Music that Echoes in the Silence

Opus Osm

Clarinet Factory and guests (including the audience) appear Feb 12-13 at The Czech Museum of Music.

‘Music from Silence’ will echo in The Czech Museum of Music’s enclosed courtyard concert hall at two intriguing Clarinet Factory concerts.

“Music from Silence (Hudba z Ticha)” is simply “the short version of ‘the most beautiful music comes just from silence,’” Music Factory clarinetist Jindřich Pavliš tells Opus Osm. “We’re preparing a site-specific performance where the space is one of the most important players. This space a has very long echo, so we decided to work really from the silence.”

Mr Pavliš says the concerts, offered two nights in mid-February, will feature Clarinet Factory’s original compositions accompanied by a lighting performance by visual artist Petr Nikl. “He will work with water basins, inks, some glass objects, and so on,” Mr Pavliš explains. Moving reflections, shadows of strange objects, and many other “light games” will appear on the white walls of the museum’s “dome.”

Clarinet Factory + Guests
Clarinet: Luděk Boura, Vojtěch Nýdl, Jindřich Pavliš; Bass clarinet: Petr Pepíno Valášek, Jindřich Pavliš; Vocals: Vojtěch Nýdl; Percussion: Alan Vitouš; Visual and spatial design, Petr Nikl

Guest percussionist Alan Vitouš will play freely in the echoey space, even taking people from the audience to be an active part of the music and the story.

Mr Pavliš promises, “You can hear us also singing, playing our clarinets like drum sets and making lots of unexpected sounds.” The ultimate purpose, he says, is to create a story from compositions, songs, improvisation, light, silence, and people acting. “And we have one special instrument using light, as a surprise for the audience,” he hints.

The clarinetist describes the music as multi-genre, but adds, “The line of music is confessing we like Stravinsky, Smetana, Dvořák, Messiaen, and Bach. But always we only touch their music softly. This is just inspiration from their musical world” – for example, in the composition B-A-C-H.

No Visa Necessary: Opening Up the Borders
Mr Pavliš says Clarinet Factory “wants to cancel the border among genres and also between us and the audience. We want to let them be a part of the process.” He explains that the group doesn’t even use written music for this type of concert, because they want to show that real sound and music hold the first place. “Of course, we do have enormous respect for the great written works,” he adds.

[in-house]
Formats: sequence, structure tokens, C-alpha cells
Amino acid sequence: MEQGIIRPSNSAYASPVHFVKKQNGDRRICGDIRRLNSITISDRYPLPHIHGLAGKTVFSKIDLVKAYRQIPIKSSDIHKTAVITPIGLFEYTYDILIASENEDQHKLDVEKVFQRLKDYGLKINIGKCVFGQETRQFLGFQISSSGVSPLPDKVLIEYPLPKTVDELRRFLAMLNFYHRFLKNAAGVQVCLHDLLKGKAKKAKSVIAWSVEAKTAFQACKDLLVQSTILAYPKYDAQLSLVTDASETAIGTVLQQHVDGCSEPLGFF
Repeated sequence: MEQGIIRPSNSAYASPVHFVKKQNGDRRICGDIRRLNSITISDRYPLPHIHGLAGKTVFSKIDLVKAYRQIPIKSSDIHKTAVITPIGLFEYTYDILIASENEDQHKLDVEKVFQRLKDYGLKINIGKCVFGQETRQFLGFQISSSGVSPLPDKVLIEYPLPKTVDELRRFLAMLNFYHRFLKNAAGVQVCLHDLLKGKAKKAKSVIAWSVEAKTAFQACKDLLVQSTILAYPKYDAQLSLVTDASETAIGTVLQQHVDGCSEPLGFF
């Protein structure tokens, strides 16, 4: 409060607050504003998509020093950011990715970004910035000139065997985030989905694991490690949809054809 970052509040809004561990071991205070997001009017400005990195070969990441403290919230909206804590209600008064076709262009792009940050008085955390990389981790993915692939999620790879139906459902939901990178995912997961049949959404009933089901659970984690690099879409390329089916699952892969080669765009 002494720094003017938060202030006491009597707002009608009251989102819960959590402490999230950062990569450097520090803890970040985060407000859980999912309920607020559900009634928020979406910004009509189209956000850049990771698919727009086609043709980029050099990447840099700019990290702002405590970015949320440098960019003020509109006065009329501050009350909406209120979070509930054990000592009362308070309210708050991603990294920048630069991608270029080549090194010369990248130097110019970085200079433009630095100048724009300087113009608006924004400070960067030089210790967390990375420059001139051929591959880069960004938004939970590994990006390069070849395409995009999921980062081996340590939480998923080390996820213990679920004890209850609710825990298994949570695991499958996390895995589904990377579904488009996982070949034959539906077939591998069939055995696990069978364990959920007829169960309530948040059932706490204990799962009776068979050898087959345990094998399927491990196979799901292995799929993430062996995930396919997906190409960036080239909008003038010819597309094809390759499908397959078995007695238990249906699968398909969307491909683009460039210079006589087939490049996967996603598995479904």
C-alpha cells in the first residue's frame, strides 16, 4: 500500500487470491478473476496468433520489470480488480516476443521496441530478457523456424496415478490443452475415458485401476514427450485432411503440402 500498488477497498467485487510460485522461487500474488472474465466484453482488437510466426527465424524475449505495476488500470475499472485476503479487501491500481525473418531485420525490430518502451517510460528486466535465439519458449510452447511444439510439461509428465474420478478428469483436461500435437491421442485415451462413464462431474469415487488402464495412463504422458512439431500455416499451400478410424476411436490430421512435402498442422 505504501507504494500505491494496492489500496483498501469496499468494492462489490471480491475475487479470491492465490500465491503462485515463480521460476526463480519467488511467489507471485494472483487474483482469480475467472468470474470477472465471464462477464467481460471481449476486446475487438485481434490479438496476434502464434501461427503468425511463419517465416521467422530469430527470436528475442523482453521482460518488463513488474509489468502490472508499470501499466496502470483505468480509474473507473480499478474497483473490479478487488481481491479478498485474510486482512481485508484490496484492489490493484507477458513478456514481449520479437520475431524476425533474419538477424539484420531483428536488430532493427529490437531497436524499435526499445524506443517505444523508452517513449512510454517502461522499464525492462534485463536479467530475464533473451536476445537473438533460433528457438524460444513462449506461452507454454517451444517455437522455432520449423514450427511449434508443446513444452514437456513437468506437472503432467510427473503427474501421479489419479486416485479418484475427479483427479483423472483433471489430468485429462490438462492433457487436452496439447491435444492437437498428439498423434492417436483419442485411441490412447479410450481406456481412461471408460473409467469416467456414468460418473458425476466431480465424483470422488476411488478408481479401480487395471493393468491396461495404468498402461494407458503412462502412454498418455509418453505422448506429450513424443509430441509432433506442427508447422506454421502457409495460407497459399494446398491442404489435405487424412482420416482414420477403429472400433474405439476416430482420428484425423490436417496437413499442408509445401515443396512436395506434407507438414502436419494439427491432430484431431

Opus Osm

Petr Nikl

The concert is part of the PKF – Prague Philharmonia series of special concerts, and exceptionally will offer this one for two nights, Feb 12 and 13. Mr Pavliš, who is also a clarinetist in the PKF, explains that there are about 12 people working directly on this concert, so the ticket demand is expected to be high. He emphasizes that “each of the concerts will be different, because of plenty of improvisation, and because different people will be in each audience.”

The Clarinet Factory ensemble is celebrating its 20th anniversary this year. All four clarinetists are members of classical orchestras or big bands. Originally known as the Czech Clarinet Quartet, it started with pure classical music, and moved into jazz, minimalism, contemporary, world music, and even the electronic club scene, according to Mr Pavliš. The group has played with Bobby McFerrin, Jana Koubková, Lenka Dusilová, and African cora players in Senegal. “We’ve made music with lights, and also for film, theater, and ballet,” he adds.

Clarinet Factory has just released its anniversary, two-CD set, Worx and Reworx, — one part compilation, and the other, remixes of the same. – oo

“Music from Silence (Hudba z Ticha)” will be performed Wed, Feb 12 and Thurs, Feb 13 at 7:30 pm at The Czech Museum of Music.

– Mary Matz, editor of Opus Osm

Photo Credits: Top: Tamara Černá; bottom, Jan Hodač

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